BAGHDAD - Former insurgents wearing masks and wailing in grief joined a funeral procession yesterday honoring a Sunni Muslim leader killed for turning his guns on Islamic extremists rather than Americans.
The burial of Naseer Salam al-Maamouri, 29, served as a show of resolve for Iraqi tribes that have chosen to back the U.S.-led struggle to regain control of Baqubah, the strategic urban hub of Diyala province northeast of Baghdad.
For the moment, the tribal militias have given U.S. and Iraqi forces a key advantage in seeking to clear extremist-held pockets in and around Baghdad. But the Sunni militiamen are demanding something in return: permanent jobs and influence in Iraq's security forces.
The Shiite-led government has been slow to respond, despite Washington's fears that the tribal support could collapse without swift integration into the standing forces.
Shiite cleric Abdul-Aziz al-Hakim, head of Iraq's biggest Shiite party, the Supreme Islamic Iraq Council, delivered a mixed message about the Sunni groups yesterday.
"I want to remind people about the role that our police and army forces are playing," he told about 5,000 faithful during a sermon in southwest Baghdad. ". . . They are practicing an honorable national role, they are expressing the unity of Iraqis in confronting the enemies of Iraq."
But Hakim tempered his praise with a warning that the tribal fighters must remain "on the side of the government in chasing terrorists and criminals."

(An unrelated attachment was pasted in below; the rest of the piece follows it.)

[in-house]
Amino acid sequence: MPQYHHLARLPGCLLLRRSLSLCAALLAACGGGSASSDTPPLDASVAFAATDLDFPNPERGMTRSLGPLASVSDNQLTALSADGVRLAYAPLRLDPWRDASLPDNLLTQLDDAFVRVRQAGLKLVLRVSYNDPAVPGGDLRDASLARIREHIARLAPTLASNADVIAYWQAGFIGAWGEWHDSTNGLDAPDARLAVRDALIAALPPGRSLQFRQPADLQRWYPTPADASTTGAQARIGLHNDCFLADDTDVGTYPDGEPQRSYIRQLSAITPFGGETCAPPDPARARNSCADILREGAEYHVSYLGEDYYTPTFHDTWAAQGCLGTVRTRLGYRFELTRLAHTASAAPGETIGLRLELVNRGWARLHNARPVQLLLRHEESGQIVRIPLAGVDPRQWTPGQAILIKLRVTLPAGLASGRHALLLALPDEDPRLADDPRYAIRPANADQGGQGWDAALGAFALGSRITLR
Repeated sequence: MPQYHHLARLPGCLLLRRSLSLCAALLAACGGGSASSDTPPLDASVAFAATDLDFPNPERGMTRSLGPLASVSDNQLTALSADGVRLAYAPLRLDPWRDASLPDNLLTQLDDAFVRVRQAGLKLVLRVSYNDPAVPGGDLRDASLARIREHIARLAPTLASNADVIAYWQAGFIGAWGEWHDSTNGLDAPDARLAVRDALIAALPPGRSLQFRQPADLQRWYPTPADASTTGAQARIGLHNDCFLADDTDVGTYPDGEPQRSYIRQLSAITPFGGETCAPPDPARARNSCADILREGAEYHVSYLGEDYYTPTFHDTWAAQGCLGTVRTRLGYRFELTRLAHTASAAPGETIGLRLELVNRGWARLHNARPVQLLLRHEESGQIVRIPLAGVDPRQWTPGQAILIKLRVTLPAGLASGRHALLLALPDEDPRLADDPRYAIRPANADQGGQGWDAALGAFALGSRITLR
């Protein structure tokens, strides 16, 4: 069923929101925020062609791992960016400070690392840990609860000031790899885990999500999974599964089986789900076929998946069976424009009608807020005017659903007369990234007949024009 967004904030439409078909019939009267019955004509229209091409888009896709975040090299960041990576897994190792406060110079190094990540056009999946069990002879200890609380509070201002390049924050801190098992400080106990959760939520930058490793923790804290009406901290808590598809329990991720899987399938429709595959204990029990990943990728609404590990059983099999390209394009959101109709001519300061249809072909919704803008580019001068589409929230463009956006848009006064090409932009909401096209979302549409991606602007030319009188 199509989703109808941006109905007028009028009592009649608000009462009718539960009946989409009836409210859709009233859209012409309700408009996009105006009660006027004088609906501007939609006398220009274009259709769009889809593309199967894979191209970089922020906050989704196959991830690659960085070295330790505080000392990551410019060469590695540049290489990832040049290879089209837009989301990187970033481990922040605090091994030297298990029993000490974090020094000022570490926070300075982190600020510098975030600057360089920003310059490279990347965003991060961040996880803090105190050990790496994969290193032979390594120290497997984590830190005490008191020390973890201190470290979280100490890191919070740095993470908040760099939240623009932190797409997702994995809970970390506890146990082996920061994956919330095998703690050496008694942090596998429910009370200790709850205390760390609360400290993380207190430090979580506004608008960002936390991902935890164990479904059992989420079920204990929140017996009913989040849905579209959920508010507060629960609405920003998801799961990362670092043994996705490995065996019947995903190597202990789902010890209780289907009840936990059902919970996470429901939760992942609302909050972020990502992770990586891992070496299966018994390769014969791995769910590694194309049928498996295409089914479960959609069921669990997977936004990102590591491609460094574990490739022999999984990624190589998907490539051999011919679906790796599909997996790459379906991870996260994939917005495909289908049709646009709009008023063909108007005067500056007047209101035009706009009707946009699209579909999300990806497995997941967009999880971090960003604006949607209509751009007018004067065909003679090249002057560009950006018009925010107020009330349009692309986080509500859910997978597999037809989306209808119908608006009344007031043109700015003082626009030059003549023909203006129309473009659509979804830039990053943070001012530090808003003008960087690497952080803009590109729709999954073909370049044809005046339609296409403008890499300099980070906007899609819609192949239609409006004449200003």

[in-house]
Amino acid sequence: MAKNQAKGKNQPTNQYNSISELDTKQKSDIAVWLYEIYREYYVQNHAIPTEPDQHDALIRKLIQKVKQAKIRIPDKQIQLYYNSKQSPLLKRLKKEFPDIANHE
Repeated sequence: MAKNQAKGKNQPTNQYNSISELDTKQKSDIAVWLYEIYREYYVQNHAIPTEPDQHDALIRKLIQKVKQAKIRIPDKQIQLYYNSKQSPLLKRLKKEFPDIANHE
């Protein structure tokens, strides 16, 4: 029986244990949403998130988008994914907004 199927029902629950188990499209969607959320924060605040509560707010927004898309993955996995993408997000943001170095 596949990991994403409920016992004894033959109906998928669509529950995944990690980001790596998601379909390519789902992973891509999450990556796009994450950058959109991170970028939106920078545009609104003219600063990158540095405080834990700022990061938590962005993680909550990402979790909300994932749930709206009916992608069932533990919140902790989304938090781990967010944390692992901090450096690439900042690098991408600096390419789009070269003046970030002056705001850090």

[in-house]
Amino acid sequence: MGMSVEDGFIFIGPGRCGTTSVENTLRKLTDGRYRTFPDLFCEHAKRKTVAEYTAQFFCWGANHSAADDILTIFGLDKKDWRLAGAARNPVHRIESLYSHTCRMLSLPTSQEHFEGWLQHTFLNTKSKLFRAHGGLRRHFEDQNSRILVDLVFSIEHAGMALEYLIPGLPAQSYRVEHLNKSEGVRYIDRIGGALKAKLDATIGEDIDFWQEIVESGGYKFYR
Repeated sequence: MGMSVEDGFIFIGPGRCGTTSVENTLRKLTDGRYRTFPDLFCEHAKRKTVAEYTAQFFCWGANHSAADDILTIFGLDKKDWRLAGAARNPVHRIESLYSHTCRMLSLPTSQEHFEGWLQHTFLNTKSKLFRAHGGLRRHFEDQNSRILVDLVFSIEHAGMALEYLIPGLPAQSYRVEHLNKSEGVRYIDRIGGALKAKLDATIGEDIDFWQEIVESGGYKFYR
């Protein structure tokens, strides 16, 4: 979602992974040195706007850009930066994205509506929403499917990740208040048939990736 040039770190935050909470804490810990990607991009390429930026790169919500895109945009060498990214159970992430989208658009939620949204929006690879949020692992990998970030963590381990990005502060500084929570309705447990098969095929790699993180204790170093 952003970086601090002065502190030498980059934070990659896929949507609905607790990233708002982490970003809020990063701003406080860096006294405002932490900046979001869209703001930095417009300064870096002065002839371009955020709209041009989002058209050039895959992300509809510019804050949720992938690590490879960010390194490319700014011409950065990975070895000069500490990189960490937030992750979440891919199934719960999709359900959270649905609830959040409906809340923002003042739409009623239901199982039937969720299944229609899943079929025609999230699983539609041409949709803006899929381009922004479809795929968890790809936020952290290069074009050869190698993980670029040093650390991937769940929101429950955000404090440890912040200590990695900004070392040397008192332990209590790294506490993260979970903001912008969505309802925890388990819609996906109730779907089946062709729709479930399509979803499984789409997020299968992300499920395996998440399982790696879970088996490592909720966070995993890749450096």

He said they should be active only in areas where there is sustained fighting. He said they should stand down in less volatile areas for fear they will stir up sectarian strife.
The outreach to Sunnis and the cries of mourning at the funeral were both telling signs of how far Iraq has changed in the last year. Last year, many of today's pro-American Sunni groups were fighting U.S. troops, and the Pentagon worried openly about a Shiite-Sunni civil war.
This month, the U.S. military reported a 60 percent decline in violence since June.
At the funeral yesterday, masked gunmen placed an Iraqi flag on Maamouri's casket and loaded it onto a pickup truck. AP Television News footage showed trucks taking the casket for burial.
Maamouri was one of the local security chiefs of the 1920s Revolution Brigades. He was driving in Baqubah with two bodyguards, handing out gifts for the Eid al-Adha festival, when he was kidnapped and later killed.